Engaged parenting is about being aware of their children’s needs and experiences, and being present in their lives on a daily basis. Research tells us that what matters most is the quality of time spent together. Family dinners can connect parents and caregivers to the daily lives of their children. Parents and caregivers can also encourage family connection and communication by putting away their own screens and technology. Children are more likely to share information about their experiences, feelings and needs when communication is open, respectful and a part of daily life.

Connecting families and schools

We know that school attachment is important for middle years children – and it is also important for their parents and caregivers. Connecting parents and caregivers to what children are learning in school can help ensure that they know how to support home-based learning activities, address questions and concerns, are able to keep track of how their children are doing, and see themselves as active participants in their child’s learning. Supporting parent engagement in children’s learning means building effective, collaborative and respectful relationships between families and their school/school board. Parents should receive regular communications about their children’s progress. There should be opportunities for parents and caregivers to participate in school decision making (such as school councils). Most importantly, parent engagement needs to be culturally appropriate, flexible and responsive to a variety of different family needs and constraints.

What Ontario is Doing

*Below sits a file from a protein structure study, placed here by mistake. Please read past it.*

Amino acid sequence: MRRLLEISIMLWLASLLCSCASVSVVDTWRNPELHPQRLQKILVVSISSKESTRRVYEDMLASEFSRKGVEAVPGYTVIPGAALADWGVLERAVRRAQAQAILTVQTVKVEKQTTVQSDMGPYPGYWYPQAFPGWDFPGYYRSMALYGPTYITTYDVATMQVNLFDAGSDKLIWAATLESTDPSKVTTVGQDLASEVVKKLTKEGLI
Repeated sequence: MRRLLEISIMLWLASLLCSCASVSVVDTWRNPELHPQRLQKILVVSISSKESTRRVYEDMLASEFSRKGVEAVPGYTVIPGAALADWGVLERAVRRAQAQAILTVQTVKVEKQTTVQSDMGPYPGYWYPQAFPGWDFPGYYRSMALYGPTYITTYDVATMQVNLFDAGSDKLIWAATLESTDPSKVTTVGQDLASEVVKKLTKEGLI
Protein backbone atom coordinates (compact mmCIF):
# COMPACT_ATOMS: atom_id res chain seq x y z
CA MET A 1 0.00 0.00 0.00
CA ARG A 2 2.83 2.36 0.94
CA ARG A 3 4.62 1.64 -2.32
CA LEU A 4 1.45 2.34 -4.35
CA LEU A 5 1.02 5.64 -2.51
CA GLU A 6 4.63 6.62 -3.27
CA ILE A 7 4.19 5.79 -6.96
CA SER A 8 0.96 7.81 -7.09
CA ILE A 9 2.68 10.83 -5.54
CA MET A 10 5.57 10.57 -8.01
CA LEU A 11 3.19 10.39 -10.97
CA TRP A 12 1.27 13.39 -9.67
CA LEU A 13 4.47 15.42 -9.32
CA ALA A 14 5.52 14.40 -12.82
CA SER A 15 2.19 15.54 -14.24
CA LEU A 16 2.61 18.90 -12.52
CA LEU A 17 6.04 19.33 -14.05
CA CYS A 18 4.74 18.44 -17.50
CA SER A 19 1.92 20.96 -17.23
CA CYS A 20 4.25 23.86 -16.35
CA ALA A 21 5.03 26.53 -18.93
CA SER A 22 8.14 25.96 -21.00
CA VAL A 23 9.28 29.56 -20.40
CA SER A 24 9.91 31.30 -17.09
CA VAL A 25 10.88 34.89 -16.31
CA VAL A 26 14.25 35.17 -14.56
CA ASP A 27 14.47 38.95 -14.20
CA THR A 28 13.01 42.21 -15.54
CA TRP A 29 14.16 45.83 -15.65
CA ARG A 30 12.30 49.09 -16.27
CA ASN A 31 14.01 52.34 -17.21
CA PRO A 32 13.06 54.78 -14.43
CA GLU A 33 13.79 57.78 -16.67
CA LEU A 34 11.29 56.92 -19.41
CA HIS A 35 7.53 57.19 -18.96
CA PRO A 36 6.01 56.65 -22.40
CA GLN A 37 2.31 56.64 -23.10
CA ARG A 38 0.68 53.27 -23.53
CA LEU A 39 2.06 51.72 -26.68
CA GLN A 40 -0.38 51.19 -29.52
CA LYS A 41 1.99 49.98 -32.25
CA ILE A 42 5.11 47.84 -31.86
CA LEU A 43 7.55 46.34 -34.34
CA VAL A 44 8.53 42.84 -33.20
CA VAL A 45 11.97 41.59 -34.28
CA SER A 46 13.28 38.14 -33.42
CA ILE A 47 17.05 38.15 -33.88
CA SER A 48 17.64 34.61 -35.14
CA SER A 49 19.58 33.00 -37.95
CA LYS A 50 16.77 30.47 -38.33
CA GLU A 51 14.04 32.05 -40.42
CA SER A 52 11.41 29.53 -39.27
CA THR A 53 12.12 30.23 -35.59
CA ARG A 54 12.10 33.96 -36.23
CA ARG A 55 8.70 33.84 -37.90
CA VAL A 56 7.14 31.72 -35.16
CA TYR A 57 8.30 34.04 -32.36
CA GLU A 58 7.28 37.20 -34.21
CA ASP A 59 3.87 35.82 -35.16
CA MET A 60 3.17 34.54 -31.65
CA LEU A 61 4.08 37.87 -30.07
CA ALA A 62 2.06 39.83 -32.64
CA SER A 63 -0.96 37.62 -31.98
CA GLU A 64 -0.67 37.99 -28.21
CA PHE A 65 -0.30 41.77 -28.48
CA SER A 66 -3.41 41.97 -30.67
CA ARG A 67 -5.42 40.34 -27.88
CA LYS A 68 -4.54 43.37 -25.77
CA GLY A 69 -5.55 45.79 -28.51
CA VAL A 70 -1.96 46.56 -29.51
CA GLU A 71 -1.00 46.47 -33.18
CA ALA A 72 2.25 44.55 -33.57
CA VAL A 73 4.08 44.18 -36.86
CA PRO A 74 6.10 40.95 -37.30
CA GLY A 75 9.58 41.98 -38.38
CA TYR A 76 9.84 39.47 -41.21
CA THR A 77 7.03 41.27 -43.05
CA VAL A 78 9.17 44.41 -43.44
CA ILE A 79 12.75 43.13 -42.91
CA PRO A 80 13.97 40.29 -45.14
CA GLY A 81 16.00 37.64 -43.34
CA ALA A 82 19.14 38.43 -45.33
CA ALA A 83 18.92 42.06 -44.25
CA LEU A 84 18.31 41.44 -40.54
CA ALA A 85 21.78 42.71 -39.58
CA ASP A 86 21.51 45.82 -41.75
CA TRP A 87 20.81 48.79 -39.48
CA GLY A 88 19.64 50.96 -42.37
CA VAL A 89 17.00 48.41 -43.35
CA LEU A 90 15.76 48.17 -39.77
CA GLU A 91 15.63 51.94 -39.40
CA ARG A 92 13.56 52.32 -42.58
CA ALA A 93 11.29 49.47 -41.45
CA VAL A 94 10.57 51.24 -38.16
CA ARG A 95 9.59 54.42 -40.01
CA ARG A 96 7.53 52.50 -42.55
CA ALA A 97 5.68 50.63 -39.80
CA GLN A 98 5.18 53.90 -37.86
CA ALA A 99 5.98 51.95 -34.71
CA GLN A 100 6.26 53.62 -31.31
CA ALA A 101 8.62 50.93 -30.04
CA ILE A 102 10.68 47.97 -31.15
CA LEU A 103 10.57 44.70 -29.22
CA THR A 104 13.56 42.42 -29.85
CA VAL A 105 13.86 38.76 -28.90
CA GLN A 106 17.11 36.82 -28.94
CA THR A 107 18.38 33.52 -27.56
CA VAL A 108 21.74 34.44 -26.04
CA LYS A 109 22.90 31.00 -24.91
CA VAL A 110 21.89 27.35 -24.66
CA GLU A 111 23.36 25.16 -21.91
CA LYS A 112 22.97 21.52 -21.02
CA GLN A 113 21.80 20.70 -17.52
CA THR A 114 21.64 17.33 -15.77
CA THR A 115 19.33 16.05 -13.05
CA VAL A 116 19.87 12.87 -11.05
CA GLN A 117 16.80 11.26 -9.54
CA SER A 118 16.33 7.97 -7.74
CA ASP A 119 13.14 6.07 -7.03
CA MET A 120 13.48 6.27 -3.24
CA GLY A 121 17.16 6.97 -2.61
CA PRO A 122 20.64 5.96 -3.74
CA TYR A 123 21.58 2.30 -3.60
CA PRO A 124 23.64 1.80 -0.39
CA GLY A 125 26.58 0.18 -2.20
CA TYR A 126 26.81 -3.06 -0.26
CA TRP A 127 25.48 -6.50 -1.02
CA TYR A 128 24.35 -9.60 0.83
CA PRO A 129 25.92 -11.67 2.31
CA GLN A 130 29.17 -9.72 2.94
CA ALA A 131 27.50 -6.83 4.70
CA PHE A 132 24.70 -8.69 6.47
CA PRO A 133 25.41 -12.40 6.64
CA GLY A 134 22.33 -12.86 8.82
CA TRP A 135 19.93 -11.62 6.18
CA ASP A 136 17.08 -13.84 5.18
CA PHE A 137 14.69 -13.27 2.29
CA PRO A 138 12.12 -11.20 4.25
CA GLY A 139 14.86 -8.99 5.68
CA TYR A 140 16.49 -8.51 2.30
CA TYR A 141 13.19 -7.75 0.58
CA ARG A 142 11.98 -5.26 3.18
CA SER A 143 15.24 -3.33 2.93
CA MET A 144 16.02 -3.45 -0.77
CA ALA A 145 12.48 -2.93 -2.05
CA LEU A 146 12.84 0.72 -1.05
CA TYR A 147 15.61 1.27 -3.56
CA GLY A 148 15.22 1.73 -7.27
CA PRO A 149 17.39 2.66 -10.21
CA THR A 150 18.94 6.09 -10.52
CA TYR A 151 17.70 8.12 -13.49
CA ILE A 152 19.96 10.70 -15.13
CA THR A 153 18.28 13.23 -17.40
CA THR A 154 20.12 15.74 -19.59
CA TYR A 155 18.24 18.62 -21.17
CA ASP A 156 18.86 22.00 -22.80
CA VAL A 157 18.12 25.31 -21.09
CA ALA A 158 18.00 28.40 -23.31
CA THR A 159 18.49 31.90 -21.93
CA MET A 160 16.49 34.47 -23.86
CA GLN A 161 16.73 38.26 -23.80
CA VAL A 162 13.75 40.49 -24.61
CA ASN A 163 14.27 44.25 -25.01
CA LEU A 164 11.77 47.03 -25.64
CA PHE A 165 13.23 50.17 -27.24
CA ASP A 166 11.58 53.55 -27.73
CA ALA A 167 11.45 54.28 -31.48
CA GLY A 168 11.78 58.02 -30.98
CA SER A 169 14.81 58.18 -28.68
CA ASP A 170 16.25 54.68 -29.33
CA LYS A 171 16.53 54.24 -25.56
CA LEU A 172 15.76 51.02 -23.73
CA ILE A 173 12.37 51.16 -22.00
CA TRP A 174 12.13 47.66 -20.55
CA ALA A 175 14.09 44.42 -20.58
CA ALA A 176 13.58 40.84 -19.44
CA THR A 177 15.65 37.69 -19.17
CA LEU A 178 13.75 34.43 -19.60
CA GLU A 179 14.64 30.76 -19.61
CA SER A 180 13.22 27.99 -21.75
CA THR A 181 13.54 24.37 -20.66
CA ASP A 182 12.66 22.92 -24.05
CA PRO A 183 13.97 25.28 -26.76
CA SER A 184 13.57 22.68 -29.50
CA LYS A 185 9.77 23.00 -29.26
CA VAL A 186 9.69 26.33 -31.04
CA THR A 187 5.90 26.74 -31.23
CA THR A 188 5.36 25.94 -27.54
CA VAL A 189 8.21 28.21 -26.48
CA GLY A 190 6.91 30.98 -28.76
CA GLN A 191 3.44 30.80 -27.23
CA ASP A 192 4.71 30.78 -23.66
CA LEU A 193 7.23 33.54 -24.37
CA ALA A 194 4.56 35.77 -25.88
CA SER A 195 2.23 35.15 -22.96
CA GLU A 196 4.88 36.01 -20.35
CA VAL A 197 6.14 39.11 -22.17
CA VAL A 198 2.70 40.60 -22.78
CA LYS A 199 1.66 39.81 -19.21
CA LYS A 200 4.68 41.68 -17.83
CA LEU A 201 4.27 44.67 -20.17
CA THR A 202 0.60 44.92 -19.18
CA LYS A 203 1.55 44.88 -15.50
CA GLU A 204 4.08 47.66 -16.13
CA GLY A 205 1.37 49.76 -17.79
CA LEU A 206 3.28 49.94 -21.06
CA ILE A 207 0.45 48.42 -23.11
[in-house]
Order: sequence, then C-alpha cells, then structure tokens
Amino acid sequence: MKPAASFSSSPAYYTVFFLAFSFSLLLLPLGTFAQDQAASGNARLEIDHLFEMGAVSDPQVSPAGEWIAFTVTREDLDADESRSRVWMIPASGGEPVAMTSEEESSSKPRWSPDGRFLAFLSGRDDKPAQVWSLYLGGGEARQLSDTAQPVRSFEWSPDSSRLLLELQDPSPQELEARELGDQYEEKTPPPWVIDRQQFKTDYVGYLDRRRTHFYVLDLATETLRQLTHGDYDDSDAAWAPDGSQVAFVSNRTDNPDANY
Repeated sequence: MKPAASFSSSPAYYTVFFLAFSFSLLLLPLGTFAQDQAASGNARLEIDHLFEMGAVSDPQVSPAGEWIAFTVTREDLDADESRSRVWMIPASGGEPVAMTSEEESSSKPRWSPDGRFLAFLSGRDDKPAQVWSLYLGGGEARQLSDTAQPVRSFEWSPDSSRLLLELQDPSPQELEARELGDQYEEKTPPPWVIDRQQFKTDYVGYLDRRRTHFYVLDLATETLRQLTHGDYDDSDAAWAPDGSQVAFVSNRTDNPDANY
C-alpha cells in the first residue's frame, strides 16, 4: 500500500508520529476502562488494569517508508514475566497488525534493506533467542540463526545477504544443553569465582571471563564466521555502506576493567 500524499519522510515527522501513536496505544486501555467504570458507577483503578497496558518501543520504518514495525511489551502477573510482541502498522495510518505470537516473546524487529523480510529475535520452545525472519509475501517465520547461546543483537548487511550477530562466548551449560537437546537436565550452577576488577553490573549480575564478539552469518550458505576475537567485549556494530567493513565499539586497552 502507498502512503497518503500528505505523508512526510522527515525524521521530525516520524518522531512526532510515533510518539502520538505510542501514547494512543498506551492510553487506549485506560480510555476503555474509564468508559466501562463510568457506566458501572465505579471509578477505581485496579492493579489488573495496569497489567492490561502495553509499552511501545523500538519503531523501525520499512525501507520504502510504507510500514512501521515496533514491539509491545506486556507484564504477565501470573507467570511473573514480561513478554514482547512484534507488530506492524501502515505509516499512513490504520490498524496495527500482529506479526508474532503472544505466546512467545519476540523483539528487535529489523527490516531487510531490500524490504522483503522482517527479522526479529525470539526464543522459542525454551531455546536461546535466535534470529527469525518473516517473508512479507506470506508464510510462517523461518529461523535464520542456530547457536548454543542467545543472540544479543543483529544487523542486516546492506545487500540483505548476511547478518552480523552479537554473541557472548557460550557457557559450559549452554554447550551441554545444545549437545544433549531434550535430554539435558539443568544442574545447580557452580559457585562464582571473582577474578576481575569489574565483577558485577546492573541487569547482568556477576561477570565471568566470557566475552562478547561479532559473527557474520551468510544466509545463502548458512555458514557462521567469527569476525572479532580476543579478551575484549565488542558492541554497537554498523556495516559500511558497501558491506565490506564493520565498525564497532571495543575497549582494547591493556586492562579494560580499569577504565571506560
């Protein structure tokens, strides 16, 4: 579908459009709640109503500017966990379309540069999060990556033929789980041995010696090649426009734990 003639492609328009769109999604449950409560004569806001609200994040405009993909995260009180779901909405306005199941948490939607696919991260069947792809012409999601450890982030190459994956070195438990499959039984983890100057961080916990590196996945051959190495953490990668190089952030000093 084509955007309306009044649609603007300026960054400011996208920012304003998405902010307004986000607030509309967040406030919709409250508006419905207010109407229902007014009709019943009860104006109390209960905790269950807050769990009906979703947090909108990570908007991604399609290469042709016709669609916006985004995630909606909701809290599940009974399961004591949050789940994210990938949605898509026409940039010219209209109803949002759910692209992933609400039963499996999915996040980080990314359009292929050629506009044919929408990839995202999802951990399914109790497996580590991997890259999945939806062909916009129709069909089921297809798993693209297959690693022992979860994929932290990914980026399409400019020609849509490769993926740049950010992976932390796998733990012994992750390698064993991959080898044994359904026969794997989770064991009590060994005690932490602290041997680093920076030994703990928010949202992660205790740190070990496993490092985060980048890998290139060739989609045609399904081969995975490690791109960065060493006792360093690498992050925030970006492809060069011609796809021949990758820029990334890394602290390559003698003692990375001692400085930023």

Through the Ontario Black Youth Action Plan, MCYS is investing in, and evaluating, innovative culturally focused supports for Black parents.

Recognizing that all families need help sometimes

All families face challenges that can sometimes feel overwhelming. Removing stigma and encouraging parents and caregivers to seek help can ensure they are well-positioned to cope with challenges and to be resilient. Support may come in the form of programs and services, but it may also mean strong and reinforcing community networks and parenting supports.

Some families are at greater risk of isolation and face barriers to accessing services. We know that having a coordinated, easy to navigate service system is essential. We also know that some families living in remote communities or without strong transportation networks face additional challenges accessing services and programs. Providing practical, family-oriented services that address common barriers – things like transportation, flexible hours and cultural responsiveness – can support all families to access the supports they need. Effective services are those that are designed with the whole family in mind. Supporting the family is often an important part of supporting the child.

How we can tell:

▲ % of children who eat dinner with a parent on a regular basis

▲ % of teachers who share suggestions with parents/caregivers to support learning at home

▲ % of teachers who share information with parents/caregivers on their child's progress





Spotlight: Helping Children Have Caring and Connected Families

London’s Merrymount Family Support and Crisis Centre helps children by supporting families during an emergency, crisis, severe stress, or other disruptive situation.

Merrymount provides a safe, positive environment where children can develop and learn through programs that build self-awareness, self-esteem, help them handle stress and emotional challenges, develop confidence and social skills, improve coping strategies, build resiliency, and increase their sense of safety and wellbeing.

Merrymount’s Crisis Residential/Respite Program offers 24 hour continuous care to children from birth to 13 years of age. The program provides services that meet children’s needs over a temporary period of family instability. Each year 2,300 children use the 18 available beds. Merrymount then works with the family to help them cope with the present crisis, become involved with community supports, and plan for adequate care for the child’s return home.

photo of children and adults being creative with beads

Photo: Being creative with beads

I like it here because the staff make me feel happy and good about myself and teach me how to share.” Montana, 8

I have fun here and my Mom gets to have a break.” Ashton, 8